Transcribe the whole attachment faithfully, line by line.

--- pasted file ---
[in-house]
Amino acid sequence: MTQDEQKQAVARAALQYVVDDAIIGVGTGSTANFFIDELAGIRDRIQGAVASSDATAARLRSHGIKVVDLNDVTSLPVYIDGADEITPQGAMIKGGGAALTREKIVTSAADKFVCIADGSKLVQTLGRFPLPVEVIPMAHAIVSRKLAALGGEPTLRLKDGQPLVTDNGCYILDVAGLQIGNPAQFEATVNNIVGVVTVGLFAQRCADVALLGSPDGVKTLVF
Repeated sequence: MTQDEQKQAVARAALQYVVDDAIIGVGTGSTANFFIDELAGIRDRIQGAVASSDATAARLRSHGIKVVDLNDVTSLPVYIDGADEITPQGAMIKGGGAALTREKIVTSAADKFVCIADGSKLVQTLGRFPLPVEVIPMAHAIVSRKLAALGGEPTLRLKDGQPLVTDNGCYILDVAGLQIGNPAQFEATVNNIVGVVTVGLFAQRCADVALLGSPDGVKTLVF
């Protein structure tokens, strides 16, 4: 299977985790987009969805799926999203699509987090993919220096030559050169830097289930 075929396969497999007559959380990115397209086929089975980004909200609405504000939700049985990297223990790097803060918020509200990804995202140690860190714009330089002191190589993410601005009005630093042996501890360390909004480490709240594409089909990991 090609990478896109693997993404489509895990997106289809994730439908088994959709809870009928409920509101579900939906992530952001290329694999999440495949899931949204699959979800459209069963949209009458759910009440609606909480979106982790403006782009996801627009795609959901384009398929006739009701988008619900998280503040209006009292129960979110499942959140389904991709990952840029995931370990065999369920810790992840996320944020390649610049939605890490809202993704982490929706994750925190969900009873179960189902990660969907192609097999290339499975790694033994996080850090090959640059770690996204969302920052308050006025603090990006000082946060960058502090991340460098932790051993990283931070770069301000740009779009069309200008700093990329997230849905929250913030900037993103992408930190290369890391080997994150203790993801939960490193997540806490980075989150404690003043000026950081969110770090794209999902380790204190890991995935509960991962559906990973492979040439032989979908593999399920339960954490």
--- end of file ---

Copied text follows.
[in-house]
Amino acid sequence: MTQDEQKQAVARAALQYVVDDAIIGVGTGSTANFFIDELAGIRDRIQGAVASSDATAARLRSHGIKVVDLNDVTSLPVYIDGADEITPQGAMIKGGGAALTREKIVTSAADKFVCIADGSKLVQTLGRFPLPVEVIPMAHAIVSRKLAALGGEPTLRLKDGQPLVTDNGCYILDVAGLQIGNPAQFEATVNNIVGVVTVGLFAQRCADVALLGSPDGVKTLVF
Repeated sequence: MTQDEQKQAVARAALQYVVDDAIIGVGTGSTANFFIDELAGIRDRIQGAVASSDATAARLRSHGIKVVDLNDVTSLPVYIDGADEITPQGAMIKGGGAALTREKIVTSAADKFVCIADGSKLVQTLGRFPLPVEVIPMAHAIVSRKLAALGGEPTLRLKDGQPLVTDNGCYILDVAGLQIGNPAQFEATVNNIVGVVTVGLFAQRCADVALLGSPDGVKTLVF
């Protein structure tokens, strides 16, 4: 299977985790987009969805799926999203699509987090993919220096030559050169830097289930 075929396969497999007559959380990115397209086929089975980004909200609405504000939700049985990297223990790097803060918020509200990804995202140690860190714009330089002191190589993410601005009005630093042996501890360390909004480490709240594409089909990991 090609990478896109693997993404489509895990997106289809994730439908088994959709809870009928409920509101579900939906992530952001290329694999999440495949899931949204699959979800459209069963949209009458759910009440609606909480979106982790403006782009996801627009795609959901384009398929006739009701988008619900998280503040209006009292129960979110499942959140389904991709990952840029995931370990065999369920810790992840996320944020390649610049939605890490809202993704982490929706994750925190969900009873179960189902990660969907192609097999290339499975790694033994996080850090090959640059770690996204969302920052308050006025603090990006000082946060960058502090991340460098932790051993990283931070770069301000740009779009069309200008700093990329997230849905929250913030900037993103992408930190290369890391080997994150203790993801939960490193997540806490980075989150404690003043000026950081969110770090794209999902380790204190890991995935509960991962559906990973492979040439032989979908593999399920339960954490």